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Before Midnight (DQ)


Stars: Ethan Hawke, Julie Delpy

Director: Richard Linklater

The third of Linklater's treatises on romance and angst is even less bearable than the other two, Before Sunrise and Before Sunset.

Hawke and Delpy, now a couple in their early 40s with twin daughters, bicker, whine, bitch and fight their through the tail-end of a six-week (we should all be as lucky as this undeserving pair) holiday in Greece, chiefly over whether they should move from Paris to Chicago so that Hawke can see more of his 13-year-old son from an earlier marriage.

I longed for the warring couple to throttle each other before the end, but it was a forlorn hope; meanwhile, the expletive-ridden, pain-inflicting dialogue apparently actually 'serves to show an evolving, deepening relationship'. Who are these people kidding?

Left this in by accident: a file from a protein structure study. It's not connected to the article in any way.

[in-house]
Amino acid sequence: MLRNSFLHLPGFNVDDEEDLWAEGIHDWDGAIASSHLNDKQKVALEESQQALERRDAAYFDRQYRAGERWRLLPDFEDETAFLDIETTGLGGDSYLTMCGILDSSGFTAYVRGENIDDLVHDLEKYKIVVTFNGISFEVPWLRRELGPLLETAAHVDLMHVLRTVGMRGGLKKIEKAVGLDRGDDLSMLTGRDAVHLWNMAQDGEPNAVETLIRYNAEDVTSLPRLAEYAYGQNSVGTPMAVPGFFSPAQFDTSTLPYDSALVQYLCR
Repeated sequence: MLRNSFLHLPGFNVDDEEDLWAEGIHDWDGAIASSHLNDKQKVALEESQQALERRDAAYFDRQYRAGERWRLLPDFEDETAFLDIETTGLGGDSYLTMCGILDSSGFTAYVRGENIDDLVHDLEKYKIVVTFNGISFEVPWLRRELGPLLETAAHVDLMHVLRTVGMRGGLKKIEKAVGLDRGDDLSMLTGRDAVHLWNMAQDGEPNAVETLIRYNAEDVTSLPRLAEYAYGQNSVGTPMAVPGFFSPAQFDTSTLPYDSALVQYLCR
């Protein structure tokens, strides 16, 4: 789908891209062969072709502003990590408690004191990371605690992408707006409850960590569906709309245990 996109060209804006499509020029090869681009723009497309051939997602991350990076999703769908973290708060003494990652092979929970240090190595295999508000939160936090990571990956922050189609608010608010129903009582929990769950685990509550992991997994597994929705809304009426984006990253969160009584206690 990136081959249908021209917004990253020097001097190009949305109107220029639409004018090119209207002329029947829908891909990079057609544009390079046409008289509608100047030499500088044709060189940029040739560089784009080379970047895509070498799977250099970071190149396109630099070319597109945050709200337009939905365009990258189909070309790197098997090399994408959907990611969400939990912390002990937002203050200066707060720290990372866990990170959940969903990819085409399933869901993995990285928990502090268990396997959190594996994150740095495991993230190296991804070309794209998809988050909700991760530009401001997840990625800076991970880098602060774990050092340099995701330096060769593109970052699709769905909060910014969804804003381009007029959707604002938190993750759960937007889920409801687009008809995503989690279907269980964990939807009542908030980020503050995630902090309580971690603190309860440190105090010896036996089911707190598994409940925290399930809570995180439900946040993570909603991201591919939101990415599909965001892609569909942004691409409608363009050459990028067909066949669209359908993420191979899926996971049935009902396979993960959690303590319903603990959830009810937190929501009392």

The film is mostly a two-hander, but there's also a dinner-party scene revolving mostly round vulgar references to sex; perhaps I move in more secluded (or more civilised) circles, but is this really the way couples exchange conversation over the dinner table?

'I feel a passive-aggressive threat in everything you say,' bawls Delpy to Hawke. Who actually yells things like this in the heat of an argument? Bringing pretension to a fine art, the film is also enough to put you off Greek holidays for life. Most film critics will probably like this one, although I doubt the public will share their enthusiasm.

David Quinlan

USA/Greece 2013. UK Distributor: Sony (Sony Pictures Classics). Colour by FotoKem.
107 minutes. Widescreen. UK certificate: 15.

Guidance ratings (out of 3): Sex/nudity 2, Violence/Horror 0, Drugs 0, Swearing 3.

Review date: 20 Jun 2013